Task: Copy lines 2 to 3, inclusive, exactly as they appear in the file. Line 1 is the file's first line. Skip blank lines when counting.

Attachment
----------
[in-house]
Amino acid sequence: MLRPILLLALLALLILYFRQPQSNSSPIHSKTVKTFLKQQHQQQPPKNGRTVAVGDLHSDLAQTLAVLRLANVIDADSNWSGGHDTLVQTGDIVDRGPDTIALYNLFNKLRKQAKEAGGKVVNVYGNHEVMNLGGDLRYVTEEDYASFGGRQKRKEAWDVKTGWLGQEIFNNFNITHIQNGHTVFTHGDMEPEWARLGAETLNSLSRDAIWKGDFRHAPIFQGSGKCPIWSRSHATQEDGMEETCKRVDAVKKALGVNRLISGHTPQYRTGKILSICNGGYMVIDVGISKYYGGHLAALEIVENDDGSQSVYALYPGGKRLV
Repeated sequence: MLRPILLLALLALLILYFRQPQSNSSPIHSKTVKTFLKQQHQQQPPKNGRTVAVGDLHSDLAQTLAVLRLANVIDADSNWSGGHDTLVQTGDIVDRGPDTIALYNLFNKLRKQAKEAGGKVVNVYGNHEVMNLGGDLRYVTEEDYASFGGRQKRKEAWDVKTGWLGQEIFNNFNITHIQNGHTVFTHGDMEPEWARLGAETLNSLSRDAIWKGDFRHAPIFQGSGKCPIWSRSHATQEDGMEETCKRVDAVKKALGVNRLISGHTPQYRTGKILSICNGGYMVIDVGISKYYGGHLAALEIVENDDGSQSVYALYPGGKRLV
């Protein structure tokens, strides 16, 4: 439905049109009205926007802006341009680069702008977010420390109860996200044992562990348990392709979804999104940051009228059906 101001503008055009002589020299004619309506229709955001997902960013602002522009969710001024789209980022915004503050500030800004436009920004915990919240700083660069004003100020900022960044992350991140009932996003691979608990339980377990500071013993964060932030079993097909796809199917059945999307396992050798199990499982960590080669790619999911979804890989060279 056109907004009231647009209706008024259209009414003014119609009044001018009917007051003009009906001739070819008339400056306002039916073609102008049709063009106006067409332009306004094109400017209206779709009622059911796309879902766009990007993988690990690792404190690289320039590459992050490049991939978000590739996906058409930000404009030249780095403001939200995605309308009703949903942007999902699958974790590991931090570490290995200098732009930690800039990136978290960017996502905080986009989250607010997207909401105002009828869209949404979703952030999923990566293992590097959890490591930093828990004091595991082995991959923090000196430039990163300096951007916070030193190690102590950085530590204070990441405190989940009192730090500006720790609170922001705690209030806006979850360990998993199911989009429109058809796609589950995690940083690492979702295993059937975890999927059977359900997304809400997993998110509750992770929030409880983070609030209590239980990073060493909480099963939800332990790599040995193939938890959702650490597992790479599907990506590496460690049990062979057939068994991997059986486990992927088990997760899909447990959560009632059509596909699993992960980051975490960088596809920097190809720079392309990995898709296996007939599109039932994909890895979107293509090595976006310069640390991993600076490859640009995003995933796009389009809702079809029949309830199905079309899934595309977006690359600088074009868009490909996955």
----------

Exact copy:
Amino acid sequence: MLRPILLLALLALLILYFRQPQSNSSPIHSKTVKTFLKQQHQQQPPKNGRTVAVGDLHSDLAQTLAVLRLANVIDADSNWSGGHDTLVQTGDIVDRGPDTIALYNLFNKLRKQAKEAGGKVVNVYGNHEVMNLGGDLRYVTEEDYASFGGRQKRKEAWDVKTGWLGQEIFNNFNITHIQNGHTVFTHGDMEPEWARLGAETLNSLSRDAIWKGDFRHAPIFQGSGKCPIWSRSHATQEDGMEETCKRVDAVKKALGVNRLISGHTPQYRTGKILSICNGGYMVIDVGISKYYGGHLAALEIVENDDGSQSVYALYPGGKRLV
Repeated sequence: MLRPILLLALLALLILYFRQPQSNSSPIHSKTVKTFLKQQHQQQPPKNGRTVAVGDLHSDLAQTLAVLRLANVIDADSNWSGGHDTLVQTGDIVDRGPDTIALYNLFNKLRKQAKEAGGKVVNVYGNHEVMNLGGDLRYVTEEDYASFGGRQKRKEAWDVKTGWLGQEIFNNFNITHIQNGHTVFTHGDMEPEWARLGAETLNSLSRDAIWKGDFRHAPIFQGSGKCPIWSRSHATQEDGMEETCKRVDAVKKALGVNRLISGHTPQYRTGKILSICNGGYMVIDVGISKYYGGHLAALEIVENDDGSQSVYALYPGGKRLV